Is there some law, somewhere, that dictates that business presentations must be dull?
Is there a Law of Dull?
Given the number of dull presentations I see both inside and outside of the business school, I suspect there must be. This dullness seeps into the consciousness, numbs us, and begins to legitimize itself by dint of its universality.
It’s everywhere . . . thus, we think, it must be legitimate. It perpetuates itself, like some kind of awful oral tradition.
Here’s what I mean
You see a dull business presentation that some people praise as . . . well, pretty good. It looks like this . . . Some Vice President from a visiting company stands in front of you hiding behind a lectern, and he reads a few slides with dozens of bullet points taken from a written paper and pasted onto PowerPoint slides. He alternates looking at a computer screen and turning to look at a projection screen behind him.
I saw this abomination myself at a west coast conference, with a representative from the Export-Import Bank intoning mercilessly as he stood to the side of a screen filled with a tightly-packed phallanx of tiny type. Unreadable spreadsheets appear on the screen, masses of aimless numbers. The presenter reads slide-after-slide verbatim, his head turned away from you. You realize, finally, that he is reading the slides along with everyone in the audience, in unison, and you squint to make them out.
It’s boring. It’s unintelligible. The slides are unreadable or irrelevant. You can’t remember a damn thing except the three texts you received during the presentation as you checked your Blackberry between yawns. You could legitimately ask yourself, “Is this wasteland all there is?”
You scratch your chin and perhaps you think “Hmmm, that’s not hard at all.”
Cobble Something Together
Just cobble something like that together, and you think you have a business presentation. And why wouldn’t you think that? It seems to have all the elements: A speaker-reader of slides (you), a PowerPoint display on the screen with writing on it, some numbers, and a 15-minute time slot to fill with talk.
You don’t know what you want to accomplish . . . or why.
You really have no idea what you should say . . . or why.
And you certainly don’t view yourself as benefitting from the process in any way. Instead, you see it as something incredibly painful. Because it is painful. It’s painful and awful. Let’s repeat, so there’s no misunderstanding . . . just awful.
It’s painful because of the way it’s been explained to you. Because the explanations are always incomplete. You never get the whole story. Or, you don’t get the right story. Teaching you how to deliver a cogent, competent, powerful business presentation is always someone else’s job.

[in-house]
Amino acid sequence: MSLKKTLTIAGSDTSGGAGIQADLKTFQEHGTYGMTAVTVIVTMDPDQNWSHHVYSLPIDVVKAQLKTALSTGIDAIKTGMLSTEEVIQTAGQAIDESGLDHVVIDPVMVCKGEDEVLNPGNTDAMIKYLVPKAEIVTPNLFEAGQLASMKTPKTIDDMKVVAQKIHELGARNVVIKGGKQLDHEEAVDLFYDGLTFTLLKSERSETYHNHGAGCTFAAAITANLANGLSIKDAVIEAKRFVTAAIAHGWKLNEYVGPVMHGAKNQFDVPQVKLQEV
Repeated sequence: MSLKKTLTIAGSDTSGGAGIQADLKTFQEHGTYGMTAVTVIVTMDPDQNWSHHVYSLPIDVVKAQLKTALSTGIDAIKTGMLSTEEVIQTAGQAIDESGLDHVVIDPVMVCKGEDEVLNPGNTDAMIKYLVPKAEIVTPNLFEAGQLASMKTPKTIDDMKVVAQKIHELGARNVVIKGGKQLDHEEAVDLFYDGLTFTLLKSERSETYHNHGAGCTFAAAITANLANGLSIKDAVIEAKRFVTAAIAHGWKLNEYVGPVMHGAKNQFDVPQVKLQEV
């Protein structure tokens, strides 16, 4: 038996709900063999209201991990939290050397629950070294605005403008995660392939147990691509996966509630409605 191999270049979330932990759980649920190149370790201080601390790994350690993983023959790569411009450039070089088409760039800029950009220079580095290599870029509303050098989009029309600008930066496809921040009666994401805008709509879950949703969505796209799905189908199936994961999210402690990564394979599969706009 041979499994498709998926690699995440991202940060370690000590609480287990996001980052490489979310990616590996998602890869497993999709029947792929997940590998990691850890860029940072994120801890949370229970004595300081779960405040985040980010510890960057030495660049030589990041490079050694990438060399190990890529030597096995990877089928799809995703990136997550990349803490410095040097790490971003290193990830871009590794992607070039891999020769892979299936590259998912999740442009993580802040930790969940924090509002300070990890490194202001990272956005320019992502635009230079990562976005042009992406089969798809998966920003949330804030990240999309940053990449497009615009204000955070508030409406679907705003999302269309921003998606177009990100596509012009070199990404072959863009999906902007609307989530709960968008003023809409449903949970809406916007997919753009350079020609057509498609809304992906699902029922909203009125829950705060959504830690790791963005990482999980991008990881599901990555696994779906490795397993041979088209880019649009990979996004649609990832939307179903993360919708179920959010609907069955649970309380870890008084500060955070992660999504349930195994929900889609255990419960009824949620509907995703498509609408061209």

I Feel Your Pain
Sure, there are “presentation” courses. Folks who actually provide you some sort of presenting instruction in school are often disconnected from your business courses. They teach you “How to give a speech” or “How to introduce yourself.” You don’t have the opportunity to engage in a complex group presentation.
Oftentimes, these instructors aren’t even in the business school, and they can’t show you how to incorporate business content into your presentations – things like the SWOT, value chain analysis, financial analysis, PEST, Five Forces, and such like. And on occasion, professors in your business courses demonstrate the same malaise that plagues business at-large.
For most of your professors, presenting is secondary. This makes sense, as each faculty has a specialty or functional discipline he or she is charged with teaching. Business “Presenting” is no one’s functional discipline, and so it goes unaddressed, orphaned to expediency and neglect.
Glimmers of Hope . . . Gigantic Opportunity
Bad presenting is more common than you might imagine. Communications consultant Andy Goodman conducted major research on the issue in 2005, surveying more than 2,500 public interest professionals and asking them to evaluate their presentation viewing experiences.
The average grade public interest professionals gave to the presentations they attended was C-. The average grade given to the visuals that respondents observed in presentations they attended was also C-. When asked to recall presentations they had seen over the last few months, survey respondents said they were more than likely to see a poor presentation is an excellent one.
This is the current state of presentations in corporate America and in business schools. Is it uniformly bleak? No, of course not.
Generalizations are just that – general in nature. I have seen a sufficient number of fine presentations to understand that, somewhere, superb instruction holds sway. Or, at the very least, young people whose early development has trained them for the stage have found their way to the business platform. Good for them.
But for the most part, it is as I have described here. And this presents you with magnificent opportunity. Now that you understand the situation and why it exists, it’s time for you to join the ranks of superior presenters.
It’s time for your debut. Time to begin breaking the Law of Dull.